Your goal in the acquisition method is to present the parrot and the subsidiary companies as if they were one company in a nutshell, that's what you're trying to do. Present the parent and the subsidiary companies as if they were one company. Now, why, well, I want you to be ready for this basic argument.

The basic argument is this. Once a parent company owns more than 50% of the son's voting chairs. Once a parent has control over subsidiary company, once a parent company controls the operations of the sub, the actions of the sub, the assets of the sub, the financial policies of the sub. In legal form.

There are still two companies. Legally, there are still two companies, but in substance, in substance, there is only one economic entity in substance. There's only one company because one company makes all the decisions. One company makes all the policies. One company controls all the operations who we kidding in substance.

There is only one company, only one economic entity. And I want you to know that the CPA exam refers to the principal. I just went over as the single entity concept. That's what this is called. The idea that in legal form, there might be two companies, but in substance there's only one. And I know that you're aware of where this is all leading.

If in substance there's only one company, how do intercompany transactions make any sense at all? How can the parent sell something to the sub and make a profit? If there's only one company than in substance, you just sold something to yourself and made a profit. How can there be intercompany, payables, intercompany, receivables, intercompany dividends, intercompany profits, intercompany losses, intercompany bonds.

It's all ridiculous. If you buy the original premise that once a parent company has control over a subsidiary company in substance, there's only one company. So the bottom line is this your job in a consolidation. Is to identify and eliminate all the intercompany activity. That's what you have to do. And to get us into the type of elimination entries that you have to make in a consolidation problem, we're going to, we're going to go right to a simulation because let's be honest, you know, some topics in accounting, just make a good simulation and consolidation.

Is a classic topic that just lends itself to be tested through a simulation. So we're not going to start in the minor leagues here. We're going to start in the major leagues. Let's do a whole simulation on consolidation. So I'd like you to go to your viewers guide and take out the simulation for Jarad and Munson.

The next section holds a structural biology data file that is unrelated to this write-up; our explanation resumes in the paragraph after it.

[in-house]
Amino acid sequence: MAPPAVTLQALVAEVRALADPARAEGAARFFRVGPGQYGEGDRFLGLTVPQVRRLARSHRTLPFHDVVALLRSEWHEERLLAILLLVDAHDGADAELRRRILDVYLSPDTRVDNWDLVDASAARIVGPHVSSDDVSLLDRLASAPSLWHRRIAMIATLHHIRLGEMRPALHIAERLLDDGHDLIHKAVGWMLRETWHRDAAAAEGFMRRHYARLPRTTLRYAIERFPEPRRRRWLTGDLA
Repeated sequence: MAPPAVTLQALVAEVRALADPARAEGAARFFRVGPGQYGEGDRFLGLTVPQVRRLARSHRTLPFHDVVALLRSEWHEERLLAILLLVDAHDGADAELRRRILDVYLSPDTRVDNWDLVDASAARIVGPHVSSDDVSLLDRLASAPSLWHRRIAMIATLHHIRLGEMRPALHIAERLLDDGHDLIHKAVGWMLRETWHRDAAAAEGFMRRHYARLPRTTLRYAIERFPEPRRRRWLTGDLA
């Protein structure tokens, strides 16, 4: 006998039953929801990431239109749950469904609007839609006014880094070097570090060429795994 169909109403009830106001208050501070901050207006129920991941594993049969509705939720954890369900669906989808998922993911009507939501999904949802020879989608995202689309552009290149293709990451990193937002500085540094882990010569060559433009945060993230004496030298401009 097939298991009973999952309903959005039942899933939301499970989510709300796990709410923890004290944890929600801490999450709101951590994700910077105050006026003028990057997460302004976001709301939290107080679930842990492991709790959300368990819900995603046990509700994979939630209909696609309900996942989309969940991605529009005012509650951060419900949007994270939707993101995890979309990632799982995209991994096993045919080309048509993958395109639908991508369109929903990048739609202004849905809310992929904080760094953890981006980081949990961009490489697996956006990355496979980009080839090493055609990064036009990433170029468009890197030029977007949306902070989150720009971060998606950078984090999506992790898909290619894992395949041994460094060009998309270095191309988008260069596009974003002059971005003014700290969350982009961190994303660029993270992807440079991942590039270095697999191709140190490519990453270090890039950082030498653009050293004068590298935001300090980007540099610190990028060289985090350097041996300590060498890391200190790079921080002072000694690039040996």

Let's look at Jara and Munson together. It says on April one of the current year, Jared purchased 80% of the common stock of months and manufacturing for $6 million. So let's agree that if. Jara had purchased 80% of the common stock of Munson. Then the other 20% of the stock is owned by what they call the non-controlling interest.

What used to be called the minority interest. So the non-controlling interest owns the other 20% of the capital stock of the subsidiary at the date of purchase the book and fair values of months and assets and liabilities were as follows. So they give us the book values and the fair values of the sobs net assets on the day of acquisition on April one, it says by year end, December 31, the following transactions that occurred during the year, the balance of months is net accounts receivable.

April one had been collected the inventory on hand April one had been charged to cost to sales months and used as a perpetual inventory system in accounting for inventory. Prior to the year Jared had purchased at face amount, 1,500,000 of Bunsen, 7% subordinated to ventures or bonds. The debentures mature seven years in seven years on October 31 with interest payable annually on October 31 as of April one, the day of acquisition.

The machinery equipment had an estimated remaining life of six years months and uses straight line Munson's depreciation expense calculation for the nine months ended December 31 was based on the old depreciation rates. The other assets consistent entirely of long-term investments made by Munson do not include any investment in Jarad during the last nine months of the year from April 1st on the following intercompany transactions occurred between Jaren and Munson.